Monday, May 5, 2008

An Old Baseball Adage

It’s baseball season, and after just listening on XM radio (love the XM) to my favorite team go down to their fifth straight defeat (get a hold of yourself, Joel, it's a long season...), I'm reminded of a column I fungo'd out to my readers a few seasons back that's still topical today.

Welcome to the National Pastime edition of Not Your Usual Marketing Tips from JDK Marketing Communications Management.
Here's the gist of that previous article:
There was a player around the turn of the century named Wee Willie Keeler. Whenever Willie would step to the plate, the chant would ring out, “Hit’em where they ain’t!” The meaning was simplistically clear: hit the ball where the fielders WEREN’T positioned, to improve the chances for getting a base hit.

What if, metaphorically speaking, you could “hit” your target markets…where your competition “ain’t?”

Most businesses – however small or large – tend to market themselves through the “standard” avenues…the local newspaper, the local weekly, the local regional, radio, TV. And “buckshot” mailings to one’s database of clients, colleagues and friends. Chances are that your industry counterparts are doing mostly that same thing.

Maybe the next time you’re “at bat,” consider going – pardon the pun – farther afield. That is, think about hitting those markets not just among your primary audience but also to the outer periphery of your “spheres of influence.”

A CPA, for instance – whose services are needed by virtually everyone – can make herself the go-to professional with the local remodelers trade association. A chiropractor might want to approach the public library system (think of all that stretching and bending all day long by the staff just to put books away) with clinics exclusively for that organization. A sometime caricature artist might join a wedding and event planners organization to be their unique source of party entertainment. (Hey wait a minute, that's me..!)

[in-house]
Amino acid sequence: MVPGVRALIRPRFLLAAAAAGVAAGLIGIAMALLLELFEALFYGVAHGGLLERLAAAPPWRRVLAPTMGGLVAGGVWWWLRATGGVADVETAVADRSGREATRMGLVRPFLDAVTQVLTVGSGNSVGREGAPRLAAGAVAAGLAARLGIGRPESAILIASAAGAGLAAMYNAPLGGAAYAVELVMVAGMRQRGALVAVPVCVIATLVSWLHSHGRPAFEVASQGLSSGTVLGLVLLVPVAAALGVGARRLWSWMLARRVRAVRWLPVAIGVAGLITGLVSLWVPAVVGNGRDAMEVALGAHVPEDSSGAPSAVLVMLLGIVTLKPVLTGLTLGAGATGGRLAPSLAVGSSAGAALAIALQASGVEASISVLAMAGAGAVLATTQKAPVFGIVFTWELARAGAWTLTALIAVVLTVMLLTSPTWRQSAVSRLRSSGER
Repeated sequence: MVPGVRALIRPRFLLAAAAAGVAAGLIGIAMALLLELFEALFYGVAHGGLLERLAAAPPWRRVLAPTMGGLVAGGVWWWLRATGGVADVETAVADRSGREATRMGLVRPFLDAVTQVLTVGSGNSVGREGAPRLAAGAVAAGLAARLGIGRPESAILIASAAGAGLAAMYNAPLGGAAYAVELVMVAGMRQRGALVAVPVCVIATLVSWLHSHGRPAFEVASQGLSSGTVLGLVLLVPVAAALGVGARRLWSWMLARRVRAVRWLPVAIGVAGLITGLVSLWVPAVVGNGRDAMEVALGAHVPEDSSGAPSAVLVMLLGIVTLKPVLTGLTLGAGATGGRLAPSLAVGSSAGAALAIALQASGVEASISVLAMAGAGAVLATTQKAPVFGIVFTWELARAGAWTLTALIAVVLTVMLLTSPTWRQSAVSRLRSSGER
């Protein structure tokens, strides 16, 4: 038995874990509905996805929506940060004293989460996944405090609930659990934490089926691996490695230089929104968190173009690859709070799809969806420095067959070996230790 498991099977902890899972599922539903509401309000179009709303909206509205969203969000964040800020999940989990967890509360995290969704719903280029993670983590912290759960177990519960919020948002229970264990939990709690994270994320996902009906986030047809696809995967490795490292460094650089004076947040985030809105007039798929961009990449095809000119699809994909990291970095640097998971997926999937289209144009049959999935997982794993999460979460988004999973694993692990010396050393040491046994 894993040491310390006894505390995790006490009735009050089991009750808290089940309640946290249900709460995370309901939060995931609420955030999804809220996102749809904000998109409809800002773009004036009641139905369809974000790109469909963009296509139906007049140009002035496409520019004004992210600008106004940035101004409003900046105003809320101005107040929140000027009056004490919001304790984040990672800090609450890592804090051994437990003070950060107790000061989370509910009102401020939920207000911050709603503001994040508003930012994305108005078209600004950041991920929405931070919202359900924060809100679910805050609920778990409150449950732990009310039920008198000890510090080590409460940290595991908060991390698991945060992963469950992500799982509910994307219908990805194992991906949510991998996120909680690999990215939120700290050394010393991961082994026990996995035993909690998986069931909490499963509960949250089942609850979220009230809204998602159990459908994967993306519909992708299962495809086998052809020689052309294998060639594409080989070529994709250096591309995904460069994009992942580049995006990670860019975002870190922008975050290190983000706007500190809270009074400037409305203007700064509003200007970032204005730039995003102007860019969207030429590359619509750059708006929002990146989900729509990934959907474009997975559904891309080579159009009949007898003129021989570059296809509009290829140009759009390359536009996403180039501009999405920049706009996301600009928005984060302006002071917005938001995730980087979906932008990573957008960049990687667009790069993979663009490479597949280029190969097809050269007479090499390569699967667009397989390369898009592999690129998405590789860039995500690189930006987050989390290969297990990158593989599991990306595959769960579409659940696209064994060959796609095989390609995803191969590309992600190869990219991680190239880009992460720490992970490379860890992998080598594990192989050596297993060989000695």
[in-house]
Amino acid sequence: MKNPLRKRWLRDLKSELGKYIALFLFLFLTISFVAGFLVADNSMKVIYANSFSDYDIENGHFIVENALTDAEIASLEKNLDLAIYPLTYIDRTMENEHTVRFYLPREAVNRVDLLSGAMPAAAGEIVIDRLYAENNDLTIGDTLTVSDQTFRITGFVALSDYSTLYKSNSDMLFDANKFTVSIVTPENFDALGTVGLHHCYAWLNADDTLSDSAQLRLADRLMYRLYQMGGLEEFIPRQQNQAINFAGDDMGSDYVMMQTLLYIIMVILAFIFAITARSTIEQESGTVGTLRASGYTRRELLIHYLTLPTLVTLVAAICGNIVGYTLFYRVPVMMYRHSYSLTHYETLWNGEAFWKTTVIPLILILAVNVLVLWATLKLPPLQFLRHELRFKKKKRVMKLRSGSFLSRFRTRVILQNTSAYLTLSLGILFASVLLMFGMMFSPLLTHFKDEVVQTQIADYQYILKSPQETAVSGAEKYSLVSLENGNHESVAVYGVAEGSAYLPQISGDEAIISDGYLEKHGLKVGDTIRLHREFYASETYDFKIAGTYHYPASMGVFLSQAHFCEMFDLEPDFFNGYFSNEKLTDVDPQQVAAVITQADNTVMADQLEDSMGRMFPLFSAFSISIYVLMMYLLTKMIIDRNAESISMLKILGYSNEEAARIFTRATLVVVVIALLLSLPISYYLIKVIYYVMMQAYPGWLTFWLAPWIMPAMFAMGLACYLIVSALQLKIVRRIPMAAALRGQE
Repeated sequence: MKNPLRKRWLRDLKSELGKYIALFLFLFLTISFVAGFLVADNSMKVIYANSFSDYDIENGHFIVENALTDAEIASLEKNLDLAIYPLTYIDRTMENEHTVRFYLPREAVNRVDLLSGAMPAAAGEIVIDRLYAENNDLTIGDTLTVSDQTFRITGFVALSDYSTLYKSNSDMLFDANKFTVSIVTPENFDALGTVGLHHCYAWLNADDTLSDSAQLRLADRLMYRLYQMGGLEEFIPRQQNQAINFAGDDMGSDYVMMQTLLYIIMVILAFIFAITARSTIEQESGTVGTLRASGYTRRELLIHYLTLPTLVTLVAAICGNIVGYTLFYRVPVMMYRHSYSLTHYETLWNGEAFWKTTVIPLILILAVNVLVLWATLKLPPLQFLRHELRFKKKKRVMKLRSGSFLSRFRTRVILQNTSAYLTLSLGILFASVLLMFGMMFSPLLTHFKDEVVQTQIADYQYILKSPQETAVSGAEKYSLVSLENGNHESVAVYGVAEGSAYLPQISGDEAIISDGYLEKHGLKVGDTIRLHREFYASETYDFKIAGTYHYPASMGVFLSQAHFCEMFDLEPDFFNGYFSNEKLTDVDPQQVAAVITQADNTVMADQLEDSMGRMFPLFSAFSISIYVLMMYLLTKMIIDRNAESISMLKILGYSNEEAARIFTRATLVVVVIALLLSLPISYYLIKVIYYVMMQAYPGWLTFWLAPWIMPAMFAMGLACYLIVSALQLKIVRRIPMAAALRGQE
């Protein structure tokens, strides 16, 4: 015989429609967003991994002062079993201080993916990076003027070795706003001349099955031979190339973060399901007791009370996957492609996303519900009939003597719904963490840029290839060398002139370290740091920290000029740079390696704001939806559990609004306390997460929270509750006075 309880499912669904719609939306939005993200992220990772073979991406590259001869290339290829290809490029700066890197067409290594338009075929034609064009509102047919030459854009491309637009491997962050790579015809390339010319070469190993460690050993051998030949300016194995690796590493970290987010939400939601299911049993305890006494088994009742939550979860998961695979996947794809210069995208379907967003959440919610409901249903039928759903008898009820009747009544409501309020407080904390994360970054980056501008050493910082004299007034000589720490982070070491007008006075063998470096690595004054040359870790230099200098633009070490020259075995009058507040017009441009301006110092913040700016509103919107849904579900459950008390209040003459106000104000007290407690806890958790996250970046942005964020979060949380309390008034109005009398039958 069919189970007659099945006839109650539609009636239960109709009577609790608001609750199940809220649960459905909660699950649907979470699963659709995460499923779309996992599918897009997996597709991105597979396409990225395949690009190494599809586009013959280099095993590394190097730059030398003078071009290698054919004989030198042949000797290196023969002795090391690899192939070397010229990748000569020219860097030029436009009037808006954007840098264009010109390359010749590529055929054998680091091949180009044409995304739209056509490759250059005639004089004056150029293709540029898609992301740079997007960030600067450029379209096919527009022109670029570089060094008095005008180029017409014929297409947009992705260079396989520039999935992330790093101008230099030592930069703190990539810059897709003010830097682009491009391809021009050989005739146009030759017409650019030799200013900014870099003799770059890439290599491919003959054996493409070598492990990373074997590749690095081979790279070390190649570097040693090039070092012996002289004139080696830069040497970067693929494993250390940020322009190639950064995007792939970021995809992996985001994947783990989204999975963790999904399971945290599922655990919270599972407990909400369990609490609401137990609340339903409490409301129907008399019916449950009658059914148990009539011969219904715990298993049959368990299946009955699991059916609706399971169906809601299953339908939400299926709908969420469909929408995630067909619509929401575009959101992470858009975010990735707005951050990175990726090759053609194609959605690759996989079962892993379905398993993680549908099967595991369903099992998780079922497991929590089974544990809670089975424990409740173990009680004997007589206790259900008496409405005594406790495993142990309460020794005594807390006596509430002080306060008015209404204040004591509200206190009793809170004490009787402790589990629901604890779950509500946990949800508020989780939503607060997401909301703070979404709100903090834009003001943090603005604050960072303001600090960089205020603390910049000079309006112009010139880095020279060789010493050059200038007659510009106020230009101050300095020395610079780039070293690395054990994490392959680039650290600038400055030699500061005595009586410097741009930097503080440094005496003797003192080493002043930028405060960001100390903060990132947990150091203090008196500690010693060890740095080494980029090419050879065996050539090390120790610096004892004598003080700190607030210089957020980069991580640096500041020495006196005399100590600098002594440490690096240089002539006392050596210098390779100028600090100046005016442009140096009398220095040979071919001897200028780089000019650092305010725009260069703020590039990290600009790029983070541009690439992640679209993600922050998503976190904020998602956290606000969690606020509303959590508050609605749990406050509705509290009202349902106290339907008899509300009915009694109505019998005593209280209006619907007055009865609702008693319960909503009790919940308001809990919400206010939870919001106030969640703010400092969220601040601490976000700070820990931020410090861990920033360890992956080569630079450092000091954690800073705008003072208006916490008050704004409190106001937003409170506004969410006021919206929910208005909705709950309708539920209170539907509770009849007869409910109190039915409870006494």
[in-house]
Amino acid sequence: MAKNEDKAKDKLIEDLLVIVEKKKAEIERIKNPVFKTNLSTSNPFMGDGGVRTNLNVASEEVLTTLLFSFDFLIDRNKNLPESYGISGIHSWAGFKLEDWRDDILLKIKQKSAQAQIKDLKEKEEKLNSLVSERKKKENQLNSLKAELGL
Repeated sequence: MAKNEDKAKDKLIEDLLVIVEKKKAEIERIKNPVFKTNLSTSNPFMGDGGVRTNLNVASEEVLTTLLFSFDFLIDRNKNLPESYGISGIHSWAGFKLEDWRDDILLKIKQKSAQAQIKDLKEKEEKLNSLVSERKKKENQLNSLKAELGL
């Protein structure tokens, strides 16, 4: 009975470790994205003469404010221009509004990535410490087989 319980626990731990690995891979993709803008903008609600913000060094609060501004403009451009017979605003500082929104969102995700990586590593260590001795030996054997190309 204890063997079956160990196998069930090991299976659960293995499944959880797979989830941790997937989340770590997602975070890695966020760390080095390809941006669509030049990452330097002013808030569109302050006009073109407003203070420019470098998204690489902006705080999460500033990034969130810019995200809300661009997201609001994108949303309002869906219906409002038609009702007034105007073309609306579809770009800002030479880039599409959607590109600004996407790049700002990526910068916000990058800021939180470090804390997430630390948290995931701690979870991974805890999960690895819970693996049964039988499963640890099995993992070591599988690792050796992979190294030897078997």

This concept goes beyond “target marketing,” though it certainly fits within the category. It’s applying what it is you do to the needs of a market that may not always be that obvious a target.
Maybe there’s a hobby you have, or a weekend passion you love, that can be parlayed into a business opportunity -- by providing your services to fellow aficionados. Do these enthusiasts have associations? Do they have meetings? Do they have means, i.e. literature or promotional materials, by which they communicate with one another…and in which you can contribute an ad or, better yet, an informative article?

Next time you grab that metaphorical bat and stand in the box…you may want to think outside of it every now and then. And hit’em where they ain’t.

See you again the first Tuesday of next month, with another slugging edition of Not Your Usual Marketing tips.

Joel Kweskin